On Kauai's North Shore, Mother Nature paints with green
Source: Los Angeles Times
Palm trees frame the pier at Hanalei Bay.
On the North Shore of Hawaii's northernmost island, the earth writhes like a topographer's fever dream — 3,000-foot cliffs, plunging waterfalls, tangled green valleys and sharp, serrated ridgelines. That's the Na Pali Coast.
Just east of those cliffs, Kauai's Kuhio Highway carries you past taro fields, a seaside village, a two-mile crescent of sand and a 300-foot pier that's dwarfed by mountains, greenery and surging surf. This is Hanalei Bay, which Hollywood would have had to create if Mother Nature hadn't.
You might know this neighborhood from "South Pacific" (1958). Or "The Descendants" (2011). Or — attention, TV geeks — the pilot for "Gilligan's Island" (shot in 1963).
If Waikiki is the classic crowded Hawaiian beach, the North Shore is the iconic coastal outpost.
But everything looks a bit different when you get up close. So L.A. Times photographer Mark Boster and I arrived in February, eager to poke around when the crowds are smaller and the surf is bigger.
Our timing on this trip was not good. We rolled in amid sluggish traffic, thanks in part to Kuhio Highway's many beloved one-lane bridges and in part to high occupancy in the Hanalei-adjacent resort area of Princeville. The waves were not just big but massive and sloppy, forcing cancellation of most watersports and boat tours. Strong winds, sometimes gusting close to 40 mph, grounded helicopter tours. Clouds filled the sky for days. Our first purchase, two bags of groceries in Kapaa, came with a bonus population of bugs.
Greater Hanalei (population about 450) didn't feel quite like paradise. But even then, it was easy to look at.
For me, the center of gravity was the Hanalei Pier, so I spent a lot of time there as fishermen angled for bonefish, local kids leaped into the surf near the "NO JUMPING" sign and feral roosters (endemic on the island) pecked at stray coconuts.
One day on the pier, I met Abe Rivera, 15, who strolled up cradling a feral piglet that he'd caught in the mountains on a bow-hunting expedition with his dad. Another day, Erika Green of Waldorf, Md., turned up in her wedding gown, trailed by her new husband, Tim Green, and wedding planner Diana Gardner of Alohana Weddings.
"Most beautiful place on the island," Gardner said as the Greens trod the pier like models on a runway. "And no one else on the beach!"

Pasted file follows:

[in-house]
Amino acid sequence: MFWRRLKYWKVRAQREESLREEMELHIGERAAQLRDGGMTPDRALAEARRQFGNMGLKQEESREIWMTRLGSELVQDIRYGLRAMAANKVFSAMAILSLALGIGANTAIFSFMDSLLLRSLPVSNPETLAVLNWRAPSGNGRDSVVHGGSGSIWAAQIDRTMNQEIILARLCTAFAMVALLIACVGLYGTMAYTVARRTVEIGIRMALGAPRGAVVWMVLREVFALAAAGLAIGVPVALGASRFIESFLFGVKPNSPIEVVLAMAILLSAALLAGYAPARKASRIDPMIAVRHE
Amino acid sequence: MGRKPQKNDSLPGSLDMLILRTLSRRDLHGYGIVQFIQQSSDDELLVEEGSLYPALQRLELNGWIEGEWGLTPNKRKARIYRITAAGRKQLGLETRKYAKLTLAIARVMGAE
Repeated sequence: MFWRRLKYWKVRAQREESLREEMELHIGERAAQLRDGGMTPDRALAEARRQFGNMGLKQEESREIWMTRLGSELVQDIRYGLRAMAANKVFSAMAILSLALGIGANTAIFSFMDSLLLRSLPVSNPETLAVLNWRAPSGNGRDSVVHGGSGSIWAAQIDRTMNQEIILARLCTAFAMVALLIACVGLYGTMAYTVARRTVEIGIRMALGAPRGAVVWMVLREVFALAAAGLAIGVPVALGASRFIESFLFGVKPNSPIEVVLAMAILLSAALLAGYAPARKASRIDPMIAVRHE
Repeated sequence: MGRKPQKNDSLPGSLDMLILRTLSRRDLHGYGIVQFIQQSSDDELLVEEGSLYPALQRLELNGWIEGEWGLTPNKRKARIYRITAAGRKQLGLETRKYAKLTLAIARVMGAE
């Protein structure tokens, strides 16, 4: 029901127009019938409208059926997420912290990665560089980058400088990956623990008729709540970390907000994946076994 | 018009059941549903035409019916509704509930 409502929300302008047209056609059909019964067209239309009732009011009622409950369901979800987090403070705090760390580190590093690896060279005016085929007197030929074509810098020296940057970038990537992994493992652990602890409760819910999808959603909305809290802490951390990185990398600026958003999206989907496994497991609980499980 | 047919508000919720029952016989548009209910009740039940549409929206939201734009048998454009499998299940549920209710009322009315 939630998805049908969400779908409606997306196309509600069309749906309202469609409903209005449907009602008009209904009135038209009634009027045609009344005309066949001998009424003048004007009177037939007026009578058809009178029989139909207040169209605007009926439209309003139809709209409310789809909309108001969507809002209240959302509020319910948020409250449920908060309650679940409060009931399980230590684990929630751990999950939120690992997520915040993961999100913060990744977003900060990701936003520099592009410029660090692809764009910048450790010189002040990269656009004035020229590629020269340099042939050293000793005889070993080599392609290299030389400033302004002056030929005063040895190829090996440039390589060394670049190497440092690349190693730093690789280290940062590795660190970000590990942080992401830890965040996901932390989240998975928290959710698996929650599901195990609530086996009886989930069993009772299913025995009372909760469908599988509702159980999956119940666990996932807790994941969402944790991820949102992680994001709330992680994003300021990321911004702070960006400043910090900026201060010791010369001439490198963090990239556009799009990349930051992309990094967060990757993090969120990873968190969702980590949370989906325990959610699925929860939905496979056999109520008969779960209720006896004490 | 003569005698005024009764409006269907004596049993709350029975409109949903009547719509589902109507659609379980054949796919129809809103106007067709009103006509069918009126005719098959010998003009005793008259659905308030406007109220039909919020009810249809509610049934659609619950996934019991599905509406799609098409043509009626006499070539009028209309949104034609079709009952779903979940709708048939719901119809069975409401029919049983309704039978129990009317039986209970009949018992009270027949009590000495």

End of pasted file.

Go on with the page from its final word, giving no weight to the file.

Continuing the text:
Well, almost no one. Jett Yarberry, a 38-year-old surfing instructor and lifelong North Shore boy, is there most days. "I grew up in that valley," Yarberry told me, pointing west. "My parents came here as hippies in 1968 and evolved into normal people."
This is not an uncommon North Shore story. About 45 years ago, Howard Taylor, the brother of actress Elizabeth Taylor, bought several acres at the end of Kuhio Highway by Haena Beach, eight miles west of Hanalei. He couldn't get permission to build, so he invited a band of hippies to live on his land.
For most of the '70s, Taylor Camp housed dozens of free-thinking refugees from the mainland. They built treehouses, raised kids, celebrated nudity, smoked pot and annoyed many islanders before state officials finally bought the land, chased them away and burned down the treehouses.
Now the site is part of Haena State Park, but many of those families remained on the island. (The tale is told in "Taylor Camp," a 2010 documentary directed by Robert C. Stone and coffee table book of the same name by photographer John Wehrheim.)
These days, North Shore visitors are more likely to stay in the hotels and condos of Princeville, play a lot of tennis and golf there, and alternate watersports with hiking, shopping and restaurant exploring in tiny downtown Hanalei.
On the north side of Kuhio Highway, the main drag, you find Ching Young Village, once the site of a lonely general store, now an '80s mini-mall that includes a grocery store, tattoo parlor, several restaurants and ample kitsch and grit. On the south side stands Hanalei Center, a snazzier collection of restaurants and shops in a set of buildings that 80 years ago held the town elementary school. On the south side of the street, you can pay $7.75 for a macadamia nut shake at Shave Ice Paradise or browse antique Polynesian weapons at Yellowfish Trading Co.
On both sides of the highway and at the beach, you'll see stickers, posters and other reminders of two homegrown heroes. One is Andy Irons, who won three world surfing championships in the 2000s but died in 2010 at 32 when his heart failed after "mixed drug ingestion."
Taro plants glisten in the predawn light.
The other is surfer Bethany Hamilton, who was 13 in 2003 when a tiger shark at Tunnels Beach tore off her left arm. Hamilton recovered, returned to surfing and inspired the movie "Soul Surfer" (2011). On March 21, Hamilton won the Surf N Sea Pipeline Women's Pro at Oahu's Banzai Pipeline.
Other stickers we saw all over the North Shore say "Defend Hanalei" — part of the debate over a developer's plans to build an 86-unit hotel and 34 homes on the ridge between the Hanalei River and the St. Regis. That ridge held the Hanalei Plantation Hotel in the '60s and a Club Med in the 1970s but has been idle for more than 30 years. One morning we hiked up there, and when I found the stage where staffers and guests must have danced to the old Club Med "Hands Up" song, I felt like Charlton Heston spotting the Statue of Liberty at the end of "Planet of the Apes."
I understand the locals who lament that tourists and the rich have taken over the North Shore. But I don't think those people are fully in charge yet. If they were, the restaurant service would be faster. Parking on the sand would be banned at Black Pot Beach. Those one-lane bridges on the highway would be widened. And that would be a shame.
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